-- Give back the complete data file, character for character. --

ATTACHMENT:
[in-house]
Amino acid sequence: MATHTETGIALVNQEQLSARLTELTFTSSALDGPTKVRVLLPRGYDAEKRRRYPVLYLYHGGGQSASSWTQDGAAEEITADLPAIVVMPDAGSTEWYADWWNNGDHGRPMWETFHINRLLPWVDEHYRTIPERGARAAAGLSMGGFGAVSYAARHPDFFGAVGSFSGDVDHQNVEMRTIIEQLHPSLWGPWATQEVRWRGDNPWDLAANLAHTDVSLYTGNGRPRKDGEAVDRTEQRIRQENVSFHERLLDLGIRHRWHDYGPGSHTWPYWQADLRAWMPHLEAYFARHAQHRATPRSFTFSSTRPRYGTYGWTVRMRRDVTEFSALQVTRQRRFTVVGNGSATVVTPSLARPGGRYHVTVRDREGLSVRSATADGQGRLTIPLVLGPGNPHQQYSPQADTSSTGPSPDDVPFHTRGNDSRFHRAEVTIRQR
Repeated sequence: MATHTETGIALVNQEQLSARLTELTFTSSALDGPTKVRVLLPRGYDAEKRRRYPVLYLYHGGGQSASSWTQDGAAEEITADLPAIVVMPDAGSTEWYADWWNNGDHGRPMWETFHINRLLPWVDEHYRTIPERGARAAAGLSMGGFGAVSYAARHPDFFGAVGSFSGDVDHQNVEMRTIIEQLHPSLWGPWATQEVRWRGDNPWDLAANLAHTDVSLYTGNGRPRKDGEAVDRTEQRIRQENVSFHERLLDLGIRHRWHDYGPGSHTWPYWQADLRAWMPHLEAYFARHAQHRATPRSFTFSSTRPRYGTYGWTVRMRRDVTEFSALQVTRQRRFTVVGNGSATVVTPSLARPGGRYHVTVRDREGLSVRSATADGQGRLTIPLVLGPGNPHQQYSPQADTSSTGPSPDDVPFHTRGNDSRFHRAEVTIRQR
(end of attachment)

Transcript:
[in-house]
Amino acid sequence: MATHTETGIALVNQEQLSARLTELTFTSSALDGPTKVRVLLPRGYDAEKRRRYPVLYLYHGGGQSASSWTQDGAAEEITADLPAIVVMPDAGSTEWYADWWNNGDHGRPMWETFHINRLLPWVDEHYRTIPERGARAAAGLSMGGFGAVSYAARHPDFFGAVGSFSGDVDHQNVEMRTIIEQLHPSLWGPWATQEVRWRGDNPWDLAANLAHTDVSLYTGNGRPRKDGEAVDRTEQRIRQENVSFHERLLDLGIRHRWHDYGPGSHTWPYWQADLRAWMPHLEAYFARHAQHRATPRSFTFSSTRPRYGTYGWTVRMRRDVTEFSALQVTRQRRFTVVGNGSATVVTPSLARPGGRYHVTVRDREGLSVRSATADGQGRLTIPLVLGPGNPHQQYSPQADTSSTGPSPDDVPFHTRGNDSRFHRAEVTIRQR
Repeated sequence: MATHTETGIALVNQEQLSARLTELTFTSSALDGPTKVRVLLPRGYDAEKRRRYPVLYLYHGGGQSASSWTQDGAAEEITADLPAIVVMPDAGSTEWYADWWNNGDHGRPMWETFHINRLLPWVDEHYRTIPERGARAAAGLSMGGFGAVSYAARHPDFFGAVGSFSGDVDHQNVEMRTIIEQLHPSLWGPWATQEVRWRGDNPWDLAANLAHTDVSLYTGNGRPRKDGEAVDRTEQRIRQENVSFHERLLDLGIRHRWHDYGPGSHTWPYWQADLRAWMPHLEAYFARHAQHRATPRSFTFSSTRPRYGTYGWTVRMRRDVTEFSALQVTRQRRFTVVGNGSATVVTPSLARPGGRYHVTVRDREGLSVRSATADGQGRLTIPLVLGPGNPHQQYSPQADTSSTGPSPDDVPFHTRGNDSRFHRAEVTIRQR